Home and away: being Comorian in Ngazidja and Zanzibar
Comorian social institutions are remarkably resilient; Comorian culture is remarkably eclectic. This paper confronts the parallel processes of social stability and cultural change within the Comorian community in two locations: "at home", on the Comorian island of Ngazidja, and "away", on the island of Zanzibar. In the former location, cultural changes allow for Comorians to represent themselves as French, Arab, African, using these identifications as strategies for negotiating interactions with others in a context where social institutions are firmly anchored, both spatially and conceptually. In Zanzibar, however, if Comorian identity remains a social marker, changes in the content of the category "Comorian" has, over the years, both required and been driven by a reworking of the relationships between, on the one hand, Comorians in Zanzibar and, on the other hand, both the wider Zanzibari community and the Comorian community in Ngazidja. This paper considers these two aspects of Comorian identity and the strategies called upon by both communities in negotiating their interactions with others while at the same time preserving their own cohesiveness as groups.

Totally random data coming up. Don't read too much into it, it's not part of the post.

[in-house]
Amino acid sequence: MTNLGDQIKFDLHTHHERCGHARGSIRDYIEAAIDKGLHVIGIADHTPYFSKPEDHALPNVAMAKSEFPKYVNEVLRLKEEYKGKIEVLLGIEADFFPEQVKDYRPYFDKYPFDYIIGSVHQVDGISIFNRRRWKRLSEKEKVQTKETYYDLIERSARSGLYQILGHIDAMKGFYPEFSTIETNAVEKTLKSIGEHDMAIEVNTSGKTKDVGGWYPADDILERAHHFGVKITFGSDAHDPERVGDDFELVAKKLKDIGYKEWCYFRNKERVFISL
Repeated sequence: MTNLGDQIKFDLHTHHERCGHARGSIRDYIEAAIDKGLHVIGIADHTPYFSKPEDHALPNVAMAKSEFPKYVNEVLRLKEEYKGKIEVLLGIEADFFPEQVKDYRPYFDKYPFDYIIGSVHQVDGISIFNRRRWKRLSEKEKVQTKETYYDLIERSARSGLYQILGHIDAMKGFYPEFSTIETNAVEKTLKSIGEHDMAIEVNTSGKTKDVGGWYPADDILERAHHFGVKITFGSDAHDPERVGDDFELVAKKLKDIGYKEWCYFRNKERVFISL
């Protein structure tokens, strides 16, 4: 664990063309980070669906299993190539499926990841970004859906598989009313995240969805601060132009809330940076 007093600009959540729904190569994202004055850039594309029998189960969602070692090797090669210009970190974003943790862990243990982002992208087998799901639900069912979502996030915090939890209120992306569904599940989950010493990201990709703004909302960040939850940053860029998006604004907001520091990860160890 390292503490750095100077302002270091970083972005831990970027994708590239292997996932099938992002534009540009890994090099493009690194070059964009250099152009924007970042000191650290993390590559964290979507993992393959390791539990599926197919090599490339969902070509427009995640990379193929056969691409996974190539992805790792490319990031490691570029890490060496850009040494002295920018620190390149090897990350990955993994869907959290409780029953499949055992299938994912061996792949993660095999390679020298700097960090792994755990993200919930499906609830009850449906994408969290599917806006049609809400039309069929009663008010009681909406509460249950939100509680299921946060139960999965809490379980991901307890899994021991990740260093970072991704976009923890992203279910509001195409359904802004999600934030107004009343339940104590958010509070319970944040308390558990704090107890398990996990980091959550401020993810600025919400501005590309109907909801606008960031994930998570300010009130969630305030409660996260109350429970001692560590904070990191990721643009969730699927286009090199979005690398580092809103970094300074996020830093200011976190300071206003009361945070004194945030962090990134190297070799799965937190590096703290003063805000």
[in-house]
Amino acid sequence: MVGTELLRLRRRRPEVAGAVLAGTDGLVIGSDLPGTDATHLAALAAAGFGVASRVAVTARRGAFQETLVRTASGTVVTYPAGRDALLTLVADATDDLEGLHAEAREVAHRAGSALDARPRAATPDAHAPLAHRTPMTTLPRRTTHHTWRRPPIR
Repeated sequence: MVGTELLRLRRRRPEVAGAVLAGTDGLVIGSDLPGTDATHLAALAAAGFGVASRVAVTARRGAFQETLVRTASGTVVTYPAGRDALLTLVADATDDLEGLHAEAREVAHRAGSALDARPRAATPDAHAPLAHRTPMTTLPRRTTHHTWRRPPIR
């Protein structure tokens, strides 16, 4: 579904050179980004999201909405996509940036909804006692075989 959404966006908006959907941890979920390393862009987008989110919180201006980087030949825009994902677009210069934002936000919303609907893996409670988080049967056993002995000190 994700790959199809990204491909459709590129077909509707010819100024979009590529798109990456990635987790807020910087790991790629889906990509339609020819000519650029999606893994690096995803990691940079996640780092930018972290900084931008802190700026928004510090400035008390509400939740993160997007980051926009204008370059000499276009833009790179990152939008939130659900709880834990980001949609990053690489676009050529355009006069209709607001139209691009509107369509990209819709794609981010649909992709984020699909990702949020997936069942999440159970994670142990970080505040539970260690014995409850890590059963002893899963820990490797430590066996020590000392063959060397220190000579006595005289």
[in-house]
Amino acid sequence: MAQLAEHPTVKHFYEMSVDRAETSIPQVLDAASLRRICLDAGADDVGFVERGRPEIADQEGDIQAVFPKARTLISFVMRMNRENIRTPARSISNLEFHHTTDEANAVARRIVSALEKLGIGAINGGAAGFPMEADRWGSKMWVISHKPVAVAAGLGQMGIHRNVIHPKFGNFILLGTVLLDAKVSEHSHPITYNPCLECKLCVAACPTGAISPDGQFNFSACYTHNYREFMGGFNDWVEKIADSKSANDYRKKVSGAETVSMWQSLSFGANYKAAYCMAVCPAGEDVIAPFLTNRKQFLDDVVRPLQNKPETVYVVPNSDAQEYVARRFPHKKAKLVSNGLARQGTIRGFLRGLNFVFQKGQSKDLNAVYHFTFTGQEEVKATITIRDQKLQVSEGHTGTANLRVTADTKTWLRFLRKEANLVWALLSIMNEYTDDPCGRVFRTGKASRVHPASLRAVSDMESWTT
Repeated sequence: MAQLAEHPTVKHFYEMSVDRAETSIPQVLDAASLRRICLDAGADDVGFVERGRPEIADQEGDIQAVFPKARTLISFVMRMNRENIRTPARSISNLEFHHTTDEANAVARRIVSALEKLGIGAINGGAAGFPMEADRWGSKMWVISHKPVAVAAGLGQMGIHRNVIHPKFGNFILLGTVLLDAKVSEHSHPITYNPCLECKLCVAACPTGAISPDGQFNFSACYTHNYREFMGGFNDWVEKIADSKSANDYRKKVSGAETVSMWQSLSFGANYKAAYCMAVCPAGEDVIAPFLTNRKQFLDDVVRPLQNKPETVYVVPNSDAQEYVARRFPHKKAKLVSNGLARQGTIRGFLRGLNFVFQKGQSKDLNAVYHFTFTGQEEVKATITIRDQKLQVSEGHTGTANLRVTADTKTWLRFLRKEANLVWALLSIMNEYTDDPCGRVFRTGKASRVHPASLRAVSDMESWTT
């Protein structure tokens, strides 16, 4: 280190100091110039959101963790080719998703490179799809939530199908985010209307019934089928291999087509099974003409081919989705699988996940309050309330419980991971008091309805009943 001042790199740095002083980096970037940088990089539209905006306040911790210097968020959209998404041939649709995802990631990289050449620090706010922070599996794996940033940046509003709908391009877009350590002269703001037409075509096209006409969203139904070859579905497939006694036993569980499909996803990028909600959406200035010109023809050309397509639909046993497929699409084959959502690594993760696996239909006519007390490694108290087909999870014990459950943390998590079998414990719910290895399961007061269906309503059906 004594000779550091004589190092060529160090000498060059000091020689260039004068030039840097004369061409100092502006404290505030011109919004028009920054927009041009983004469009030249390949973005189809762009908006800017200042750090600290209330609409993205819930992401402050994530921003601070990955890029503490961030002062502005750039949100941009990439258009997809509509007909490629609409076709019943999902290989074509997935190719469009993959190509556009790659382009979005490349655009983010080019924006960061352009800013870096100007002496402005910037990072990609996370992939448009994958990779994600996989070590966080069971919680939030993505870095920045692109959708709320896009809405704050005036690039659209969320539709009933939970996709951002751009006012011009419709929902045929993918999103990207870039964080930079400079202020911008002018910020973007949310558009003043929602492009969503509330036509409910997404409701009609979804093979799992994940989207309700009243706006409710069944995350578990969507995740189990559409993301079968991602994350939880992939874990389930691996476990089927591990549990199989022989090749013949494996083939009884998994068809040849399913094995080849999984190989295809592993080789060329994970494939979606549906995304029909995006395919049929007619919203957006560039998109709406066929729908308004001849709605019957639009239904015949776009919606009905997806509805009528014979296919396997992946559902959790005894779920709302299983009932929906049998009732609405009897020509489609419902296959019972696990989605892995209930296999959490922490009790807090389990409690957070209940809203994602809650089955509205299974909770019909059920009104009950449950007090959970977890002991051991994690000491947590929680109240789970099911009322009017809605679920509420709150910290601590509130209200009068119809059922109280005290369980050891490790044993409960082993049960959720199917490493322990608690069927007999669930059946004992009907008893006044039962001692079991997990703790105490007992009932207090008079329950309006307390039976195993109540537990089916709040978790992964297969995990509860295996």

Santería 'from Cuba into the world': the dynamics of transnational religious activity
This paper focuses on strategies of transnational religious networking in Santería, an Afrocuban religion based on Yoruba traditions. Since the socioeconomic changes of the 1990s and the opening process of the Cuban government Santería is expanding all over the Atlantic world by migration, global networks of science, the culture market and tourism. Santería practitioners (both Cubans and non-Cubans) living in other parts of the world are strongly connected to their Cuban-based ritual families because of reciprocal ritual linkages. These make them periodically return to the island to keep up with their religious obligations. Therefore local religious practice is more and more taking place in transnational spaces and is becoming an important factor connecting Cuba to the rest of the world. This might be a way for both individuals and state institutions to overcome the island's political and economical isolation.